The book begins with brief history lesson from Marsh regarding the church’s takeaways from the Civil Rights Movement. In the first chapter, he offers a quote from Martin Luther King, Jr., who described the ultimate aim of the Civil Rights Movement as that of reconciliation, redemption, and the creation of a beloved community (p. 17). This incredible movement of the 1950s and 1960s reminds us of Christianity’s essential affirmations, including showing hospitality to outcasts, reclaiming the ideals of love, embracing nonviolence, and practicing justice and mercy (p. 21).
The following chapter by Perkins is equally powerful but less optimistic. Perkins, a black pastor from rural Mississippi, suggests that King’s original vision for beloved community has been lost or forgotten among evangelicals and therefore needs to be revisited and revamped. This church-wide neglect of the poor is a result of the Evangelical Church being held hostage by its own cultural captivity for the past several decades.
The next three chapters focus on the marks of true conversion and the evangelistic impetus of believers to reach across societal and cultural diving lines in the name of Christ. For Perkins, evangelism is simply reading the scriptures with others and talking about how God wants to use them to influence society (p. 81). He believes that America is on the brink of the next Great Awakening because young Christians everywhere are valuing authentic relationships with one another and reconciliation for their communities. Marsh agrees, and believes God’s movement in the Twenty First Century is contingent on the church “learning to speak the language of peace” to believers and nonbelievers alike (p. 105).
In the final chapter, Perkins implores local congregations to commit to rebuild themselves, their families and their communities, which have become broken by injustices and enslaved by cultural captivity for far too long. He then reminds readers of Zechariah’s vision of the peaceful city, where young and old can live together in harmony with one another, playing and laughing together in the city streets. In short, Perkins’ prayer and vision for the neighborhood aligns with Zechariah's. Like the prophet, Perkins believes that God has a plan of redemption for our cities. Namely, Perkins says God wants to “interrupt this broken system with his love” (p. 112). This plan of redemption will take a long-term commitment of local congregations to invest in a place and a people, alongside an outpouring of the Spirit.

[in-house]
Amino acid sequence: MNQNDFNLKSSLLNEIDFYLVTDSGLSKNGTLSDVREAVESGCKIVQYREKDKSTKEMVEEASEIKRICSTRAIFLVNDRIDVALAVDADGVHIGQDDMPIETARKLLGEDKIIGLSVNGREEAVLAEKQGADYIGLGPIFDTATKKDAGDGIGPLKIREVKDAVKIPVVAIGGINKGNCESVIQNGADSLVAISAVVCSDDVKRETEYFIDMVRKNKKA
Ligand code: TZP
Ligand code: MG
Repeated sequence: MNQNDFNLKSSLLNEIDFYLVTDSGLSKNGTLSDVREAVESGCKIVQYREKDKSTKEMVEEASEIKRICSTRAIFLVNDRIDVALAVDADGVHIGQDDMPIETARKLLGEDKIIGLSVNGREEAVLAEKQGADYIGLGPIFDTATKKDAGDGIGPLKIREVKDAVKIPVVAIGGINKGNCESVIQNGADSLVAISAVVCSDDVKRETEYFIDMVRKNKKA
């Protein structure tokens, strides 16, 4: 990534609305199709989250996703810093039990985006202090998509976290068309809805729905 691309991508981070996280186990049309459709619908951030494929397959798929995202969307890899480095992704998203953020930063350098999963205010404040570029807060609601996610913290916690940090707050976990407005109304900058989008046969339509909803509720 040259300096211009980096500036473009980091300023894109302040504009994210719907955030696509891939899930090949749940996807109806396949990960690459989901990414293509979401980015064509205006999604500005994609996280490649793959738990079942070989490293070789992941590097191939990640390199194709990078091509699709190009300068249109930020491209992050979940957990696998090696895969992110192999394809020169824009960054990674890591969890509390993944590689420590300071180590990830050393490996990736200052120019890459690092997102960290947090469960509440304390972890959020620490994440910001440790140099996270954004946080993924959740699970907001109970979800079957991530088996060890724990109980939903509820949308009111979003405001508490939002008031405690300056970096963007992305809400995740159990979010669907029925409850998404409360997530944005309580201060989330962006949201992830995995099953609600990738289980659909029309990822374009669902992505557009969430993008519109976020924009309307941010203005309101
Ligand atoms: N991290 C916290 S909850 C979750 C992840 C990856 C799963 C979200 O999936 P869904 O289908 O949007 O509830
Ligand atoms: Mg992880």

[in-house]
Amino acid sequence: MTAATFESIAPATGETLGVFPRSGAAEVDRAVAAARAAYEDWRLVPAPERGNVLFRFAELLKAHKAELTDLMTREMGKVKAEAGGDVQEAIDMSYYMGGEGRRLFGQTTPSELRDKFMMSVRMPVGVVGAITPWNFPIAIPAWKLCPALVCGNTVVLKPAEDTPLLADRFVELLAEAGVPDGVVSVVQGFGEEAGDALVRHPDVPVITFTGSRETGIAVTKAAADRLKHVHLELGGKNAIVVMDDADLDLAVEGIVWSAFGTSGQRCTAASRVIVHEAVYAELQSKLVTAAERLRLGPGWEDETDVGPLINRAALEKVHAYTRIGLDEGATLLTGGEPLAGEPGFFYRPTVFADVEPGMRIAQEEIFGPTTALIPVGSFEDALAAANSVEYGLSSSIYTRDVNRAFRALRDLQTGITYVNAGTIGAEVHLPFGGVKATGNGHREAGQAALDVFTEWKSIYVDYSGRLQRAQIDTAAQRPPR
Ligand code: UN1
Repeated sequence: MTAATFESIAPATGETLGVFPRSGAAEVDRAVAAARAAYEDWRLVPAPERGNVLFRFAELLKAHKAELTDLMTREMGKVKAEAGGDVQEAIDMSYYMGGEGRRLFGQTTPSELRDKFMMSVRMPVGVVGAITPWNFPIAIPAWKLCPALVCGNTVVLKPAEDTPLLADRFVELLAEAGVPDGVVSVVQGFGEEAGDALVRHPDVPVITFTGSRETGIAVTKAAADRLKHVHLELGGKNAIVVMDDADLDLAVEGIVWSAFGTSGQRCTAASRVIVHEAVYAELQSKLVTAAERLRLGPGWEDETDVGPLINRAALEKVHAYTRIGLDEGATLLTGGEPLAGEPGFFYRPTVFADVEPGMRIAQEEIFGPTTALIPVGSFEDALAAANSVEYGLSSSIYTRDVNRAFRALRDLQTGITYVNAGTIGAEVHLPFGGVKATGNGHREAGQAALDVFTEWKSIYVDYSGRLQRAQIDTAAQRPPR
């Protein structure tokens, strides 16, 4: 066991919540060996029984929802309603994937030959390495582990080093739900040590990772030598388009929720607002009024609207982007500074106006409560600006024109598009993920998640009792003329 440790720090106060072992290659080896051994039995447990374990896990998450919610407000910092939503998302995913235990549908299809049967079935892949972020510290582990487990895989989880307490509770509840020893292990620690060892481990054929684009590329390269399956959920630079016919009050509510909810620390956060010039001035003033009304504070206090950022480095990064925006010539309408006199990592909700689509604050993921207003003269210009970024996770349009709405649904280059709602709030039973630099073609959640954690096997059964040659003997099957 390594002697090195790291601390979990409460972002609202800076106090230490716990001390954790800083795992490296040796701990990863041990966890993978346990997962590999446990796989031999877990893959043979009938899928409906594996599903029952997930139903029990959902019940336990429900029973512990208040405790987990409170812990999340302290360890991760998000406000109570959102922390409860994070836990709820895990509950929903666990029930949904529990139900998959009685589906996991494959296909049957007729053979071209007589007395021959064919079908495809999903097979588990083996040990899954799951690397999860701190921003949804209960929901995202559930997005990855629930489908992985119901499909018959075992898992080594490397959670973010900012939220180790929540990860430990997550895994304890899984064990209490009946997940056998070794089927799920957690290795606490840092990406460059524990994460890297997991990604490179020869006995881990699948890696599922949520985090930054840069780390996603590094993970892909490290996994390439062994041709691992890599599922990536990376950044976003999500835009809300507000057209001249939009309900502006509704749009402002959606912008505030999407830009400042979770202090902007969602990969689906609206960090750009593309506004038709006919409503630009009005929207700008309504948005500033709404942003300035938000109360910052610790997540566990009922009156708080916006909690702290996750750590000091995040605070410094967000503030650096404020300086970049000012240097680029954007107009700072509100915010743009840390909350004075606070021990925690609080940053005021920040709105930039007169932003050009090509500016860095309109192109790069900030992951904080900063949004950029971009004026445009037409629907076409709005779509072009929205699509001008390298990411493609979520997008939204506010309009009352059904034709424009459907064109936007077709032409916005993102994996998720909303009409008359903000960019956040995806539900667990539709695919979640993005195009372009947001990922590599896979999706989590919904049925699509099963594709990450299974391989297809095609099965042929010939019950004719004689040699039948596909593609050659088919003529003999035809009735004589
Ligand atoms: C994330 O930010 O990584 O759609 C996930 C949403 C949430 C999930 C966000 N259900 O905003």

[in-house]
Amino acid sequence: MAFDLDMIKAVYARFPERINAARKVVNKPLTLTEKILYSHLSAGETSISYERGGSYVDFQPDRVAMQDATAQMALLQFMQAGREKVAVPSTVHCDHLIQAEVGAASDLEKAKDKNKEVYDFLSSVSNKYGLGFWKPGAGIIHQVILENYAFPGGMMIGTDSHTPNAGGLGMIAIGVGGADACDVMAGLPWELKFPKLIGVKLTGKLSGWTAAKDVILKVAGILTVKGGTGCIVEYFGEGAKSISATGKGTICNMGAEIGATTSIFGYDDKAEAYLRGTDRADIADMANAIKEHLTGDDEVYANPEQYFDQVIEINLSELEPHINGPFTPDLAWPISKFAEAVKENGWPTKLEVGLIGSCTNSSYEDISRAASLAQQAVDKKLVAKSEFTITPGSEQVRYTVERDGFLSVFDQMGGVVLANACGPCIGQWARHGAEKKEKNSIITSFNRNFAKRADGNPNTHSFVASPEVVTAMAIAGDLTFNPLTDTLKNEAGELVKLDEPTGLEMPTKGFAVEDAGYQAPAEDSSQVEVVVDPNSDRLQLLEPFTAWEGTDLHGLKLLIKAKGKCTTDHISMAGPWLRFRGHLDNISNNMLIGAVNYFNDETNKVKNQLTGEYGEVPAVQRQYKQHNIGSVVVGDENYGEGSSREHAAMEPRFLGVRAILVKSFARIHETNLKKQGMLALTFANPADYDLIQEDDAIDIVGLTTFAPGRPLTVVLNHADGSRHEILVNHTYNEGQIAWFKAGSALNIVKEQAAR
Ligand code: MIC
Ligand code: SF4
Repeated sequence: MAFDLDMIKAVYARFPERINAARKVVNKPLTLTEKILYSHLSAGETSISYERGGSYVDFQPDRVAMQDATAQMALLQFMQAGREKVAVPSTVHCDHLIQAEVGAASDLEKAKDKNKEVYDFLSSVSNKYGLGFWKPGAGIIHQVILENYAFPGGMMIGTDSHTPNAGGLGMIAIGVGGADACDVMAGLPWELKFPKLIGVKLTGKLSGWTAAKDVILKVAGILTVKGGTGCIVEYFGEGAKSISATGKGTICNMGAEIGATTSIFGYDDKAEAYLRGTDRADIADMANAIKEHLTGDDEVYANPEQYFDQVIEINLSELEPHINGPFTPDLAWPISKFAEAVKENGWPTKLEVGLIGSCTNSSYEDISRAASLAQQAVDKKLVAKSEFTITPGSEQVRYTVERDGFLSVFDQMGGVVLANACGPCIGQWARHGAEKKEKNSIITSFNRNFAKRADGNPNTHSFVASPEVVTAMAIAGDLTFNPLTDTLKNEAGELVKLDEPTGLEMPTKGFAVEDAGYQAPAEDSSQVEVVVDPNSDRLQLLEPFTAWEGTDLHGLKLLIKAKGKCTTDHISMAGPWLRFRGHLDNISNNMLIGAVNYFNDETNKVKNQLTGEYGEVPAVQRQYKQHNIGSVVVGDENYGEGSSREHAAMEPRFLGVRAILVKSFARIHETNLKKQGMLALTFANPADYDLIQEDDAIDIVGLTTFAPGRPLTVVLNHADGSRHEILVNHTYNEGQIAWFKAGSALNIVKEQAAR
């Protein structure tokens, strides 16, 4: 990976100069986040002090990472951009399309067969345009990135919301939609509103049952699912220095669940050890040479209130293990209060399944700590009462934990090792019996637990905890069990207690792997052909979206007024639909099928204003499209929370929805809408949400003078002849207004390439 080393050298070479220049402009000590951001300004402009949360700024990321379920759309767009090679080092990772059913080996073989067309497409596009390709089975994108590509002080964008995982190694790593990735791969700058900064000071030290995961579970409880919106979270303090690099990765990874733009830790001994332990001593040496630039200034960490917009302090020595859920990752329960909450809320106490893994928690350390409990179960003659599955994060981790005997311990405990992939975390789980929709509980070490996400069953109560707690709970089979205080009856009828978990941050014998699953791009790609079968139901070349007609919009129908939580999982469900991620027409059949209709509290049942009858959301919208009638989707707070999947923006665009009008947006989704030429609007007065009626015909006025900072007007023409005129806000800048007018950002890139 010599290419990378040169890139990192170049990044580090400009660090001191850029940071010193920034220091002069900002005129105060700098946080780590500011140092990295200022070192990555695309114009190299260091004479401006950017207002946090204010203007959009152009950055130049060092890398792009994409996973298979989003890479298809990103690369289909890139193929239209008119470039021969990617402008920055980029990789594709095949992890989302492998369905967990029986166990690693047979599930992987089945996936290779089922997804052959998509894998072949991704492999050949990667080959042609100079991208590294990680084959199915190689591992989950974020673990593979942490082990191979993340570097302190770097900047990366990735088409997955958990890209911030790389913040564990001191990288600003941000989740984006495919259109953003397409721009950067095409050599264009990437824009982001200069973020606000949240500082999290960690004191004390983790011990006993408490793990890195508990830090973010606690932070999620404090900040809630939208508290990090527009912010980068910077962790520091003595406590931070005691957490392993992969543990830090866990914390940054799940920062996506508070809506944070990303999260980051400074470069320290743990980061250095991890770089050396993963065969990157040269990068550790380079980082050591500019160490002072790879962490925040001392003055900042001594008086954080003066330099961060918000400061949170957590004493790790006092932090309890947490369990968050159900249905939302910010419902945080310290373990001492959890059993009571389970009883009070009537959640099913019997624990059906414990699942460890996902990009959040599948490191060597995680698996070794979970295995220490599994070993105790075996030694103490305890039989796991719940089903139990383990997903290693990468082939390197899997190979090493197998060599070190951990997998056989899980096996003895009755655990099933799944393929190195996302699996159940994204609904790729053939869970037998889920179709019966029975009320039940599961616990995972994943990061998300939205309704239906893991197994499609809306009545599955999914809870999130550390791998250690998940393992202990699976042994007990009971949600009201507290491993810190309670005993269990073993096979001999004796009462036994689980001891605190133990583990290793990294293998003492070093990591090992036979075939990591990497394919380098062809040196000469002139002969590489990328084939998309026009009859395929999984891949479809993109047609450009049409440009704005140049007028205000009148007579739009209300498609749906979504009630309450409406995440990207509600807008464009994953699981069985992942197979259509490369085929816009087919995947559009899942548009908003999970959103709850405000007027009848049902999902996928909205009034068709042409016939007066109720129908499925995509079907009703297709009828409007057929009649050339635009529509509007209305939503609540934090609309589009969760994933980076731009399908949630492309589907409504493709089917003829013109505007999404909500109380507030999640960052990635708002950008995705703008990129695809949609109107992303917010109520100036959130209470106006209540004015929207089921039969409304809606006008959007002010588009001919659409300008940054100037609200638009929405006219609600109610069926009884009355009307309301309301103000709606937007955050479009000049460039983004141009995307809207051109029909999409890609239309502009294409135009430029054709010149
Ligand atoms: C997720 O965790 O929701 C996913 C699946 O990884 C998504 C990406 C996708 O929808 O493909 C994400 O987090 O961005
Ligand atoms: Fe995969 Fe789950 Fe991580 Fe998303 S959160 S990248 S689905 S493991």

As a white evangelical, I found some of the book’s most challenging and poignant moments to be when Perkins calls out white evangelicals, such as the following quote from Chapter Two:
“I just don’t understand… why the same white churches who think they are too culturally different to do anything in my black community send missions teams to Africa. Is the cultural barrier easier to cross in an airplane? We’ve let this world define us to the point that we don’t trust God to transform us and make community possible across racial and economic lines” (p. 42).
Perkins' words are tough but true. Evangelical churches may raise millions of dollars annually for international airfare to send short-term missions teams overseas. However, these same churches often fail to find the money for neighborhood mothers who can’t afford diapers for their newborns. What’s more, on these international trips Christians are empowered and encouraged to lead and love like Christ in another culture and context. Again and again, these Christians are overcoming their fears, getting outside their comfort zones and sharing the good news of Christ with complete strangers overseas. And yet, when these same missions teams return home, local churchgoers cannot find the courage to cross racial or socioeconomic dividing lines a few blocks away or a few houses down.